Working hours, Holidays, Freetime, Language courses, pocket money

  • An au pair receives at least €260 a month
  • An au pair should not work more than 6 hours daily or 30 hours weekly. Any extra time worked beyond that is considered overtime.
  • You are entitled to at least one day off per week. Once a month, this day should be a Sunday. Your host family should make sure that you get at least 4 evenings off per week.
  • An au pair must always be accommodated in an individual room in the family’s home. This room must have a window and a dimension of 9 square metres. It should also be lockable and heatable. Some families will opt to pay for accommodation outside the home for the au pair.
  • An au pair is entitled to a paid holiday of 4 weeks, provided that the au pair stays with their host family for a whole year. Families which go on a holiday usually take their au pair with them. During this time, you will perform your regular duties by looking after the children.
  • Accompanying your host family on their holiday does not count as your au pair holiday, unless you have fewer duties and are not obliged to be available at all times. In this case, it is considered your holiday, as well. Not accompanying your host family on their holiday does not entitle you to work for a different family during this time.
  • The host family should offer the au pair the opportunity to attend a German language course during their spare time. Non-EU au pairs who have signed their au pair contract after 1 July 2013 will receive 50 euros a month (in addition to their pocket money) for their language course.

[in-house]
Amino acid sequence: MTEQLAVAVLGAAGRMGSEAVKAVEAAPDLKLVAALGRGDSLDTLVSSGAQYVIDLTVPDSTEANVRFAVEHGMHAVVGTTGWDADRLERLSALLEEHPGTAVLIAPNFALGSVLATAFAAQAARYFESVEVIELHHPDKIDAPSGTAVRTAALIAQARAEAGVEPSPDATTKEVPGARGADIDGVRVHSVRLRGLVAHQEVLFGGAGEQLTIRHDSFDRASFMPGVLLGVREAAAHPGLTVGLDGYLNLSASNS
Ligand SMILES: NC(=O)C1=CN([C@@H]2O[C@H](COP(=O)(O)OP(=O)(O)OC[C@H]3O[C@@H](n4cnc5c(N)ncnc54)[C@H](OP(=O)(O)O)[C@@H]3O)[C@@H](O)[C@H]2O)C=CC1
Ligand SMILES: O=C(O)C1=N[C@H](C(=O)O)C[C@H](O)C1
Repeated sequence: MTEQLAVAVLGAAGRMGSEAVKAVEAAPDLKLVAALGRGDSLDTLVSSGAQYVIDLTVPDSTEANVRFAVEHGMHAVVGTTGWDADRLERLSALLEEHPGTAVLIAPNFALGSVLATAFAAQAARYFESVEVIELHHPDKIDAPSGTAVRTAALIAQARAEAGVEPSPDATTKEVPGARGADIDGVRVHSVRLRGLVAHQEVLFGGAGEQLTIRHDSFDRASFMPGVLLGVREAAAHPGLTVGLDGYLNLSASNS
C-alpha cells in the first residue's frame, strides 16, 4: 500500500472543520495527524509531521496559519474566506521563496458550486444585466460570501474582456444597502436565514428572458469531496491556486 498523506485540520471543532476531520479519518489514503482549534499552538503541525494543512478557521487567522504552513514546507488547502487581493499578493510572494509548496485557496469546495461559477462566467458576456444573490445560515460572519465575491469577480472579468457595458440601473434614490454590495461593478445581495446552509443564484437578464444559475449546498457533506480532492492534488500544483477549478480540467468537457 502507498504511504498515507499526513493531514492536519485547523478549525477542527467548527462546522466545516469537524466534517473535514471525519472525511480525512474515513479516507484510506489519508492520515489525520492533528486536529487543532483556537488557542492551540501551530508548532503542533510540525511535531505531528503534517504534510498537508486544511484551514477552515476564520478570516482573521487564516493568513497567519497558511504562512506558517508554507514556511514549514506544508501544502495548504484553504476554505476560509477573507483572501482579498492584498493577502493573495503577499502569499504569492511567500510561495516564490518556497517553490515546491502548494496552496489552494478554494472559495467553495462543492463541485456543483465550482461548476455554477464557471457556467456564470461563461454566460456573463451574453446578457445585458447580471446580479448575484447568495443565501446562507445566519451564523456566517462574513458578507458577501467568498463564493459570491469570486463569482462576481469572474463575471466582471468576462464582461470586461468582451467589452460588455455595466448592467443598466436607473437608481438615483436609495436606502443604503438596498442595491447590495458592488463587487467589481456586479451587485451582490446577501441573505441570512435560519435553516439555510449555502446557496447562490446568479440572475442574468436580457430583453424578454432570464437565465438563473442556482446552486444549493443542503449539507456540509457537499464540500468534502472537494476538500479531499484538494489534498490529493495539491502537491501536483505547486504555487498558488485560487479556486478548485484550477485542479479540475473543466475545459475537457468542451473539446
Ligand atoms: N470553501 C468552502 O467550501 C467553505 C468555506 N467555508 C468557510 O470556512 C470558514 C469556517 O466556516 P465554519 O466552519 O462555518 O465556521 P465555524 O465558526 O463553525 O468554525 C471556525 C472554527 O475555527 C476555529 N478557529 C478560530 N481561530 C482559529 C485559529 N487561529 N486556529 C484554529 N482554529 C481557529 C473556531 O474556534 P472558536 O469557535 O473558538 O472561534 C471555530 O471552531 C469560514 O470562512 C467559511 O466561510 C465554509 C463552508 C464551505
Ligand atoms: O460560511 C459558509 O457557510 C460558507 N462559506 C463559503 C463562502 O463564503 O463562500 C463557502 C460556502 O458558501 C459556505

Insurance

  • The family should pay for the au pair’s health insurance even in cases of pregnancy, birth and illness.

 

Cancelling your contract

The contract automatically cancels at the end of the year. However, incase the au pair or the family feels they need to cancel the contract before the year ends, then the au pair should be given time to find another family and the host family should be given enough time to find an alternative. The agency should also be involved in this process.

 

Helpline:

  • Au pairs are advised to use agencies that are in Germany whom they can call on incase of any issues with the family. However, the „Gütegemeinschaft Au-pair e.V.“ offers a helping hand to au pairs left on their own. They also run the au pair HOTLINES: 0800 111 0 111 or 0800 111 0 222

 

Other references:

What and who is an Au Pair

What is Au Pair?

After the Au Pair Year

Reputable Au Pair Agencies

Changes to Au Pair requirements

New Laws for Non-EU Au Pairs and Families

Message to the Au Pairs from the German Embassy in Nairobi

Can One Find a Job After the Au Pair? Converting an Au Pair Visa to an Arbeitserlaubnis (Work Permit)

German Au-Pair Regulation by the Bundesagentur für Arbeit – Zentrale Auslands- und Fachvermittlung (ZAV)